Opinion: Do we vote like we shoot?

Early last week, on a remote forest service road east of Yellowstone Park, my camping party came across a family who observed two moose about 200 yards distant. The group placed their guns on fence posts and began energetically shooting. One of the moose was hit, staggered, but refused to fall.

My cousin and lifelong hunter approached the group and said, “If you walk back about 20 yards, the angle to the moose you hit is better; you can bring him down.”

Hostility greeted his overture. What surprised us was the seeming lack of interest in the help offered. Poor aim and an unwillingness to hear the words of another impaired the hunt’s effectiveness.

Sometimes we approach our politics in much the same way as did these hunters. We set forth our positions and blast away at our chosen target. Even when shifting our position or viewpoint would give us a better perspective, we hold to our initial strategy.

Next Tuesday’s nonpartisan elections offer a chance for voters to do what these hunters could not: step back, independently evaluate candidates and make decisions. We may decide for ourselves who most closely represents our values based on what they say, not by which party flag they wave. It takes more work, though. With nonpartisan elections, we cannot make assumptions based on affiliation. However, the payoff is worth the effort.

Municipal elections most directly influence the quality of our lives. Advocates for making city elections party-based claim that the absence of labels confuses people. They claim that without a stated affiliation, the voter has no basis for making a choice. We are better than that. It takes little time and a bit of searching to learn about our candidates.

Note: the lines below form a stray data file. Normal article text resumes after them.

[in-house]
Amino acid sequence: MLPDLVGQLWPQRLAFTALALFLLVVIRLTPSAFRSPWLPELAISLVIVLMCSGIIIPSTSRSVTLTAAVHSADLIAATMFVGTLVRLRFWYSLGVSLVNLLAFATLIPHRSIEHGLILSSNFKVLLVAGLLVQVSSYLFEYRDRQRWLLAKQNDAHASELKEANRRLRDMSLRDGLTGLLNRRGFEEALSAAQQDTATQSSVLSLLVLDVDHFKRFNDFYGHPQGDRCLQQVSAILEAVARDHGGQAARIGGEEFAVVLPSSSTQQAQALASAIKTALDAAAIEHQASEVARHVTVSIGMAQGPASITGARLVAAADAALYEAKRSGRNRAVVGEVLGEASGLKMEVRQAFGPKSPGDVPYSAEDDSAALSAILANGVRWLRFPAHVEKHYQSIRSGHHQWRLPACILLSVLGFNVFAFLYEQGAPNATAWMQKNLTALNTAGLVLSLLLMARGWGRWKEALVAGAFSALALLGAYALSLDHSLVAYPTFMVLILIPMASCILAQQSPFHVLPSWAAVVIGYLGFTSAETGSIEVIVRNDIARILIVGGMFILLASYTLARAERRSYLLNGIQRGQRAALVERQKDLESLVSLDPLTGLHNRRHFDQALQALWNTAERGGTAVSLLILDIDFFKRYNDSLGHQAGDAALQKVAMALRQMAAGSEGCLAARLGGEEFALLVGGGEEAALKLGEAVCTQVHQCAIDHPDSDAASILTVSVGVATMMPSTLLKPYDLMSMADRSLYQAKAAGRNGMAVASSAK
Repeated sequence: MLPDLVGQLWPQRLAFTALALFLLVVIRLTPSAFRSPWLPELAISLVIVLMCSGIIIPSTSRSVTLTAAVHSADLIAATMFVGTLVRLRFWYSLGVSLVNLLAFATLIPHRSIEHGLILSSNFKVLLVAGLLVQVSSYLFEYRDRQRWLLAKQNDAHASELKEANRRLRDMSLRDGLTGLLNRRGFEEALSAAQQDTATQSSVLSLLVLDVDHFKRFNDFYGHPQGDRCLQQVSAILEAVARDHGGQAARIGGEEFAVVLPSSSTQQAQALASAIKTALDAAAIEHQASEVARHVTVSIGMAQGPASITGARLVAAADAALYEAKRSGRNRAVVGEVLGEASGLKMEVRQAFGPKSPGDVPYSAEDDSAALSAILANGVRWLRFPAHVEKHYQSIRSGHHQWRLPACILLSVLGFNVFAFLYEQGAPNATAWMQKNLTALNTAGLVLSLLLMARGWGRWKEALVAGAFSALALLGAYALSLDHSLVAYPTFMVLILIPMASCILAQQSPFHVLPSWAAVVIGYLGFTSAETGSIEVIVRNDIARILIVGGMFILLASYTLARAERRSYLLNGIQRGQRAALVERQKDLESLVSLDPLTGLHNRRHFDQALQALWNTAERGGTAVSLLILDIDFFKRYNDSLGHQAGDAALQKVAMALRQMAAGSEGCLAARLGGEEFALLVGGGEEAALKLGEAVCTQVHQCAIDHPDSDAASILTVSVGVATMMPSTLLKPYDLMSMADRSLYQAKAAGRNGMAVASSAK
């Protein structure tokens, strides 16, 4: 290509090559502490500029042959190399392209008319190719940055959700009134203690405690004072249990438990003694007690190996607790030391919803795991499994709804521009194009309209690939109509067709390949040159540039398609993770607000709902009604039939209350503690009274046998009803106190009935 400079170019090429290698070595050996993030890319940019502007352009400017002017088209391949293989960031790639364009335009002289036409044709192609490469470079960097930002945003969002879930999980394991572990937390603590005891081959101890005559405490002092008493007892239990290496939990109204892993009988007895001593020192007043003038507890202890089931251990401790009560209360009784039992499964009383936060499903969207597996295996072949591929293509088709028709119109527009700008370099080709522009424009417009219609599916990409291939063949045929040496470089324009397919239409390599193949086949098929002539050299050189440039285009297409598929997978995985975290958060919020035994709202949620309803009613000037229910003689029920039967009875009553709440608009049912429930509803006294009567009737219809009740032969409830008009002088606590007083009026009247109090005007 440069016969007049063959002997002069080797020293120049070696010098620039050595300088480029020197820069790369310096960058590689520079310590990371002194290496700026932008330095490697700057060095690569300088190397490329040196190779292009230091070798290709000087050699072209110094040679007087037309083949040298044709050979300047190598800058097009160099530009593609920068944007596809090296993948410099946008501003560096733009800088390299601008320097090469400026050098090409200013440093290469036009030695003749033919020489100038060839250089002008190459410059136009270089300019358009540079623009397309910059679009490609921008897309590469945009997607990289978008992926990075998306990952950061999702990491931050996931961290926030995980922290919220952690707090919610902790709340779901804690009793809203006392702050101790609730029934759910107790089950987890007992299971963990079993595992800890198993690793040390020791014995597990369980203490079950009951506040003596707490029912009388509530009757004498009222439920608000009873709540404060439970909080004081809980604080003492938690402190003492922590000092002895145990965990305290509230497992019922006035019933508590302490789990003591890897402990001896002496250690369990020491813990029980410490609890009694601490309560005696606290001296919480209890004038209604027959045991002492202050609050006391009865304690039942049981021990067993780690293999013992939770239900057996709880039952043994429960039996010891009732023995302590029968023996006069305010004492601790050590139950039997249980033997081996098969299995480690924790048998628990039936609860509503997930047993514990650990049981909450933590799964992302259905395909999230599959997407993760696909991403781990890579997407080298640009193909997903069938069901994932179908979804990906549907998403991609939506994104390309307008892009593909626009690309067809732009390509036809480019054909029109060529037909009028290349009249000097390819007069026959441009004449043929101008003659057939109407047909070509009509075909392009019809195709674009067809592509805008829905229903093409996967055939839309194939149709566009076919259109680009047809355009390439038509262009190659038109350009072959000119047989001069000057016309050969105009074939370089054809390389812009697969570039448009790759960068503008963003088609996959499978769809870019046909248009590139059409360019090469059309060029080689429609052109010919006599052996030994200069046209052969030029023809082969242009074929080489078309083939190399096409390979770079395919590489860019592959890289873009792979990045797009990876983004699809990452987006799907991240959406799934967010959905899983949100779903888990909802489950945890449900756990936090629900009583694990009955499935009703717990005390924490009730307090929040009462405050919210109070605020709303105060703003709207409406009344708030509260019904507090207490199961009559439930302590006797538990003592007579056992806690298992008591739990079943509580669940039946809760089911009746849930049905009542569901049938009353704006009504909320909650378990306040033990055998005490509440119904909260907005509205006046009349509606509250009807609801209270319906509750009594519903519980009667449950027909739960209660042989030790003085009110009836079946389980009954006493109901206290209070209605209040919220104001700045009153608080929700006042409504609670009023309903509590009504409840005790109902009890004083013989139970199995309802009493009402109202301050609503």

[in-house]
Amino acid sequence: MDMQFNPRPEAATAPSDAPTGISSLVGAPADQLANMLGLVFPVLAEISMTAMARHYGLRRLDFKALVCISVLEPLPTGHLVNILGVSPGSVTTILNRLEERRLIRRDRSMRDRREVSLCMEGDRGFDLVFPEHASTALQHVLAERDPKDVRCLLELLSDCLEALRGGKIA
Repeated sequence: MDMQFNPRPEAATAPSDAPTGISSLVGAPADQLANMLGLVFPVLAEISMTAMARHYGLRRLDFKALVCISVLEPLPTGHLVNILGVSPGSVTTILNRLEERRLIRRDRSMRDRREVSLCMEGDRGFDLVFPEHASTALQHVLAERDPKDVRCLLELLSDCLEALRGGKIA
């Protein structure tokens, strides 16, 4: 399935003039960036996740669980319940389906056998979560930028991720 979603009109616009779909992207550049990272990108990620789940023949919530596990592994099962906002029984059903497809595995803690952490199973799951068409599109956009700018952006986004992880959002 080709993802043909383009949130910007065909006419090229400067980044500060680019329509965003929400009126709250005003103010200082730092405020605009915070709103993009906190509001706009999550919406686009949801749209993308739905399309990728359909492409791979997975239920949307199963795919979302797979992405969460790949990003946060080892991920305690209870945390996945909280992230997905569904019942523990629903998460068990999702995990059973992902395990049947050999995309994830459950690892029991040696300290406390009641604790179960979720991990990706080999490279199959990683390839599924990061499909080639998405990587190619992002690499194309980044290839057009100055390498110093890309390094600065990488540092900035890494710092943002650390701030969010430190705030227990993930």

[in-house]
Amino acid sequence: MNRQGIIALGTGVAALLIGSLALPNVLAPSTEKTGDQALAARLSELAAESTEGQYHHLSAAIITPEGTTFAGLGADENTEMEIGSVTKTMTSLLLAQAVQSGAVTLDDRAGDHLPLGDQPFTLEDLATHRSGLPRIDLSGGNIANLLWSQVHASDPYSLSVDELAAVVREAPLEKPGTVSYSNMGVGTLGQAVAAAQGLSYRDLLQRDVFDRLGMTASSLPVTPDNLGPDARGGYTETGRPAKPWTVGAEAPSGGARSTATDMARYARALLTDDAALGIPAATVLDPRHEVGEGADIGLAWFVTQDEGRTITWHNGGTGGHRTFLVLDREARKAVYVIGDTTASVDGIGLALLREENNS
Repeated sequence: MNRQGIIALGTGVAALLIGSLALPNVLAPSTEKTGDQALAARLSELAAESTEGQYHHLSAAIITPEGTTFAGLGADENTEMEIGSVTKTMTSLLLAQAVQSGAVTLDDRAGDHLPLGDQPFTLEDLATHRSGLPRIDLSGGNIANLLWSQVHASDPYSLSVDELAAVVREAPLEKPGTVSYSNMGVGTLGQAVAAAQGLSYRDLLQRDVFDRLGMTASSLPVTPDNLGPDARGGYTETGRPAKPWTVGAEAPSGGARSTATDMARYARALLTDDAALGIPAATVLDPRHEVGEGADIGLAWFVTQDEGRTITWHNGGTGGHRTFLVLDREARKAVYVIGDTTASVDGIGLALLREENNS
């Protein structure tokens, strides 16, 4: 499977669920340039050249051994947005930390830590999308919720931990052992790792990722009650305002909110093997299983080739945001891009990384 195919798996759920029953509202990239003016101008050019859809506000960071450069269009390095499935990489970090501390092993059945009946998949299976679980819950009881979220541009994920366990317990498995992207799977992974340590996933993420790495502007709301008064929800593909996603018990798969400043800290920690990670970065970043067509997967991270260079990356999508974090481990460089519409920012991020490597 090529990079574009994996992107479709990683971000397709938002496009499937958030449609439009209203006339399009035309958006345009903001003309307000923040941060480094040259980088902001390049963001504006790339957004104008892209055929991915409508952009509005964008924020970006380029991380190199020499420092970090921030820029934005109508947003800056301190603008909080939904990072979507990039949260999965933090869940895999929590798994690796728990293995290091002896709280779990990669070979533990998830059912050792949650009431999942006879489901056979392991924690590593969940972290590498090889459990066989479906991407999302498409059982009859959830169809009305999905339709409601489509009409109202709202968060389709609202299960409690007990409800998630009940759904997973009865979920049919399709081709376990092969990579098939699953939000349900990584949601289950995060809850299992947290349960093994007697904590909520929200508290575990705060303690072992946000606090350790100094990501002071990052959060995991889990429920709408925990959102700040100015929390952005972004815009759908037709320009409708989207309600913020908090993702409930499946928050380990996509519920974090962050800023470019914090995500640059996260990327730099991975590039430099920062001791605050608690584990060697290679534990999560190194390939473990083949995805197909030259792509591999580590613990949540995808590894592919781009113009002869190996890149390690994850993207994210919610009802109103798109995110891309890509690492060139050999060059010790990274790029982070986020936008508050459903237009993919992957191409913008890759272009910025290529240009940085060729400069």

We face significant issues in this community. Explosive growth clogs streets with traffic. How do we reduce congestion? We lack public transportation. How do we serve those who do not own a car? Housing prices block access to homeownership or an affordable apartment. How do we encourage multi-use zoning and development? Where do we locate a new water tower? These issues will challenge our local government over the next year. Who we elect determines how the debate occurs and the quality of resulting decisions.

We have the power in Tuesday’s election to choose voices who represent our values and interests. What is your plan to vote? Do you know where your polling place is located? Have you put the election on your calendar? If you cannot vote on Tuesday, will you vote early? Early voting ends today (Friday). Your choice matters. Be the kind of voter who listens, asks questions and adapts perspective to find the best outcome.